Hamburgers, the venerable retailing chain that has been clothing Baltimoreans since Millard Fillmore was president, has closed its warehouse and is going out of business.
There was no statement from Hamburgers, but an executive at the store's owner, TJFC Inc., confirmed yesterday that the 12-store chain is no longer ordering merchandise from its suppliers. Hamburgers, one of the city's oldest businesses, "will be phasing out of the business on or about Labor Day," he said.
About 150 employees will lose their jobs, said the executive, who declined to be identified because he was not authorized to release news of the closing.
But no formal announcement was necessary. The emptiness of the company's vast warehouse in East Baltimore yesterday told the story. Barely a stitch of clothing remained.
Hamburgers' Frankford Avenue distribution center was open to the public as the company began selling off the accumulated detritus of almost a century and a half of doing business: mannequins seeking a new employer, Christmas decorations from more joyous seasons, even paper towels.
Battered desks were selling for $20, rotary-dial telephones for $5, and $10 could buy a filing cabinet that once held the vital records of a thriving business. One soon-to-be-jobless worker added a touch of humor: A naked mannequin couple shared an old-fashioned bathtub, on sale for $20.
Warehouse employees, who asked not to be identified, said similar sales of fixtures will take place at each of the stores as they close.
Hamburgers, which announced last week that it would close its flagship Charles Center store, is conducting a clearance at all of its stores. Employees said the distribution center shipped out the remainder of its merchandise last week.
The decision to close was not made in Baltimore. It was handed down from the New York headquarters of TJFC, which, in turn, is controlled by Germany's Hugo Boss AG.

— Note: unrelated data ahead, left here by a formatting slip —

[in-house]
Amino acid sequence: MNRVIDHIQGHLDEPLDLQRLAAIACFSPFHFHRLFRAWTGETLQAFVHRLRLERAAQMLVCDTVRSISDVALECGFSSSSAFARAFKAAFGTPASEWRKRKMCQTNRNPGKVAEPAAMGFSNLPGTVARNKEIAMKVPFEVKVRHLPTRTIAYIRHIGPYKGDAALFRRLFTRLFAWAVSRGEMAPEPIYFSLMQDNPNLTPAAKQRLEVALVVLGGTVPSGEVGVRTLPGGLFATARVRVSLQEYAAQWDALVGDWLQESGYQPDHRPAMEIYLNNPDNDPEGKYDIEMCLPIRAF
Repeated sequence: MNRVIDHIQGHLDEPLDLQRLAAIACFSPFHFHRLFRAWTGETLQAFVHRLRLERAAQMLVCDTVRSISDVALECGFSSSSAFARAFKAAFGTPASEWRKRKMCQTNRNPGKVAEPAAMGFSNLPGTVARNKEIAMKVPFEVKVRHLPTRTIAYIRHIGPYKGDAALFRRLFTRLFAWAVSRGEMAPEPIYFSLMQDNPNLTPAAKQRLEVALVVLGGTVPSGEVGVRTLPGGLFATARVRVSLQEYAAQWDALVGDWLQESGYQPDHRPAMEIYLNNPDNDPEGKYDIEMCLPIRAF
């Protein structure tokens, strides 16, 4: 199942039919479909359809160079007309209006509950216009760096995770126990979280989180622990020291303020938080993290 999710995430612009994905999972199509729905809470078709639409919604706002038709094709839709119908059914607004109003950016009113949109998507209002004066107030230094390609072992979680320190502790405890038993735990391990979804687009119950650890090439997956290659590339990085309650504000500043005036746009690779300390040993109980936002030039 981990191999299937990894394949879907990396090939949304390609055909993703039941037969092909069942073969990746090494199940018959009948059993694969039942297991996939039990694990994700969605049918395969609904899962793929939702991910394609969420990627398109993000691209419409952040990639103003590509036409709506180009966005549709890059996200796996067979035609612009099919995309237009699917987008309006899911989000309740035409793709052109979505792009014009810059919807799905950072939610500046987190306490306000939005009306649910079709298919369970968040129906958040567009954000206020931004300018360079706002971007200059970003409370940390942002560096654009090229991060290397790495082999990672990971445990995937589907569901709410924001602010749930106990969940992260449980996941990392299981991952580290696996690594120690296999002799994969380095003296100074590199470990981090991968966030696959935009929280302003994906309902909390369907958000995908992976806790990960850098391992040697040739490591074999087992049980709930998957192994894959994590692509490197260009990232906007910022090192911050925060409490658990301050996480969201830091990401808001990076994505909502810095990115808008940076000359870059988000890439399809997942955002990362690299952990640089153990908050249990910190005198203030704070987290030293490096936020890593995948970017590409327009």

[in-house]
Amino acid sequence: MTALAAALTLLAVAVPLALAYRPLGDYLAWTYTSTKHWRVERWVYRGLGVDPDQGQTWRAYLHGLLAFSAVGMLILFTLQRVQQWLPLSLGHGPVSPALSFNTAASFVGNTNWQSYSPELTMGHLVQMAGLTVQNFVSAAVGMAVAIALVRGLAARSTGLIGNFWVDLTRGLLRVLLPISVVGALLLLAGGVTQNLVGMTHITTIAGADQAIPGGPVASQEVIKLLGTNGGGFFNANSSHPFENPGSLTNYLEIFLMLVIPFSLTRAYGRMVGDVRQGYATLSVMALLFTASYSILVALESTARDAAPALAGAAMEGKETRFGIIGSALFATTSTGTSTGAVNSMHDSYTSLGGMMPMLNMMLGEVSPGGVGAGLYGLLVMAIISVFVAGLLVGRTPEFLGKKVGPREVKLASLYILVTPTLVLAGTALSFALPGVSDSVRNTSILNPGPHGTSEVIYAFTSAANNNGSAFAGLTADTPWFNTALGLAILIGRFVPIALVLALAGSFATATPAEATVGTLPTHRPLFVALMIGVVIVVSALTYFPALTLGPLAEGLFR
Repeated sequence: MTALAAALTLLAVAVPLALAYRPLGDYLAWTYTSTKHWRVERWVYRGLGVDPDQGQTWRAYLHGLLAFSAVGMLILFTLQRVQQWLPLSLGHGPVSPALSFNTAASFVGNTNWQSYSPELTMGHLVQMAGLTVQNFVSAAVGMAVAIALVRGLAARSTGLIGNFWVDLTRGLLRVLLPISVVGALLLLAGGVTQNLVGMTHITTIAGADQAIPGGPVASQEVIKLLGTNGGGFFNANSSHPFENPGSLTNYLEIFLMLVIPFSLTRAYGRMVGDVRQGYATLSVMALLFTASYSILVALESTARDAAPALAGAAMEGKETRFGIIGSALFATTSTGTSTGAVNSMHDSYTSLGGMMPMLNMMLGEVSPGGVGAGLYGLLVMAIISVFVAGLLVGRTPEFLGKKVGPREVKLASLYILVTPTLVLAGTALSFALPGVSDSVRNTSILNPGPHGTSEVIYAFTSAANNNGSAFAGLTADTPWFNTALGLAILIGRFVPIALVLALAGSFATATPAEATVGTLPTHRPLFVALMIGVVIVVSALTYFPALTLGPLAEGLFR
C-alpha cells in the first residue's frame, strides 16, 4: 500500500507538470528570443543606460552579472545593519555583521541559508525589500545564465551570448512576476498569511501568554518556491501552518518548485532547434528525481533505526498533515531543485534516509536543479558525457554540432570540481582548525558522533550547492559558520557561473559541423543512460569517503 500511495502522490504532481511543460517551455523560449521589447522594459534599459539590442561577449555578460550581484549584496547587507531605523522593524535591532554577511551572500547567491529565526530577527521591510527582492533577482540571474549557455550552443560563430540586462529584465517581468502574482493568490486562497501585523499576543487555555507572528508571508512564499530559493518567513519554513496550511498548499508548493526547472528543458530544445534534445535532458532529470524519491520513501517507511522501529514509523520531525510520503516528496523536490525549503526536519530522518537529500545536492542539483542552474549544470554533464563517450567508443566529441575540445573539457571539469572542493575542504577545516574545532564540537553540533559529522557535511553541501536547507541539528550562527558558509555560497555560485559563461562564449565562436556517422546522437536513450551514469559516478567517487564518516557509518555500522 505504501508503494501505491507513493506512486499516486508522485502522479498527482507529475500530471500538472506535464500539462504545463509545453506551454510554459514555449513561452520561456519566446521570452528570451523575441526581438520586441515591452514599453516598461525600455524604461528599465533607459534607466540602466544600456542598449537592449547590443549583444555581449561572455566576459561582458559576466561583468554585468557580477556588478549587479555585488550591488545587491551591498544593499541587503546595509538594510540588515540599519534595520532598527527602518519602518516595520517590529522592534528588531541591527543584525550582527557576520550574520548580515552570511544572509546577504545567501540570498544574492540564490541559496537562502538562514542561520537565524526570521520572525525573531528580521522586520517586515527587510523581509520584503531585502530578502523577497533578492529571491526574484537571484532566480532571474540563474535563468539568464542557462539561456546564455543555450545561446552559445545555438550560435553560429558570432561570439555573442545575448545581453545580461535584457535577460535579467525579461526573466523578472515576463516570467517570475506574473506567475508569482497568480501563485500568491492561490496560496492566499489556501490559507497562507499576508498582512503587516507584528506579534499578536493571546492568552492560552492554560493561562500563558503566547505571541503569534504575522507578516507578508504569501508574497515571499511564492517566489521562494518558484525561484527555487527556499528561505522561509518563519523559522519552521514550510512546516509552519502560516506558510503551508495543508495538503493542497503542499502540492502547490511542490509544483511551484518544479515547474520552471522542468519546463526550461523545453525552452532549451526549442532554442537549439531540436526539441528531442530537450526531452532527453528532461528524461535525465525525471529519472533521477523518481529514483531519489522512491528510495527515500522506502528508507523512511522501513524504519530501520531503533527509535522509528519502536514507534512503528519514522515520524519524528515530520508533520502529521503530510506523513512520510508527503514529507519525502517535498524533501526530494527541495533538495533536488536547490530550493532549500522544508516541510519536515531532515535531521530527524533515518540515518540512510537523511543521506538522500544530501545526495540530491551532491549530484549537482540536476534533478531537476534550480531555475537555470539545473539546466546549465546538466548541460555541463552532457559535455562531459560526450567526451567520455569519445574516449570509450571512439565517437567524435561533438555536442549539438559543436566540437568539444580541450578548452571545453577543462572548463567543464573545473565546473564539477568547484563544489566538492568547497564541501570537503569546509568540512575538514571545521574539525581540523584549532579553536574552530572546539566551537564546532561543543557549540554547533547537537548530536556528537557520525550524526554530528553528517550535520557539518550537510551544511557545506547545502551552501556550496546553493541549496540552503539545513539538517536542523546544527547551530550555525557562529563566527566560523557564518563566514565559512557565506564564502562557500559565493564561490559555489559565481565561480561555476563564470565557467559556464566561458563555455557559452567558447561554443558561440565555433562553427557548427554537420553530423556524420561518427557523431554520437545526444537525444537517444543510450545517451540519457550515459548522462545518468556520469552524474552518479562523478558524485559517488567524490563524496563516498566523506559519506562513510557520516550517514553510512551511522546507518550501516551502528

The TJFC executive said Hugo Boss tried to find a buyer for Hamburgers for about eight months, without success. Hugo Boss, primarily a clothing manufacturer, is still seeking a buyer for its West Coast retail chain, Harris & Frank.
Hamburgers' shutdown marks the end of a 142-year-old presence in the commercial life of Baltimore. The business was launched in 1850, when Isaac Hamburger, a 25-year-old apprentice tailor, opened a shack on Harrison Street at the old Marsh Market, where the Fish Market now stands.
Hamburgers made and sold clothing until 1922, when it shut down production lines to concentrate on retailing. For 57 years, from 1906 to 1963, its flagship store stood at Baltimore and Hanover streets. But in 1963, that building was demolished and Hamburgers moved to Charles Center, where it occupies a distinctive building that bridges Fayette Street at Charles Street.
As if to mark its new prominence, the company added women's clothing that year. In the public mind, however, Hamburgers remained first and foremost a men's store.
Edward K. Hamburger, the 62-year-old great-grandson of Isaac Hamburger, recalled last month that Hamburgers served "the elite of the city" with a fanatic devotion to pleasing the customer.
"People would come in and make all kinds of crazy demands on us to fit the clothes to them," said Mr. Hamburger, who worked for the company from 1954 to 1969.
Mr. Hamburger remembered that the company's name would occasionally create confusion. Soon after the company first occupied its flagship store, some seamen on shore leave spotted the letters H-A-M-B-U-R-G-E-R-S spanning Fayette Street and came up looking for something to eat, he recalled.
For more than 117 years, the company was owned and operated by members of the Hamburger and Berney families, but in 1967 '' the cash-strapped chain was sold to Phillips-Van Heusen Corp.
LTC Phillips-Van Heusen ran the chain through its Joseph & Feiss division until 1987, then sold that unit to a management-led group, which then sold it to Hugo Boss in 1989.
But Hugo Boss, which had little retail experience, found running a clothing store chain to be rough going. Last year, the Hugo Boss Group's losses on its U.S. retail operations forced it to take $21.8 million in charges against 1991 earnings.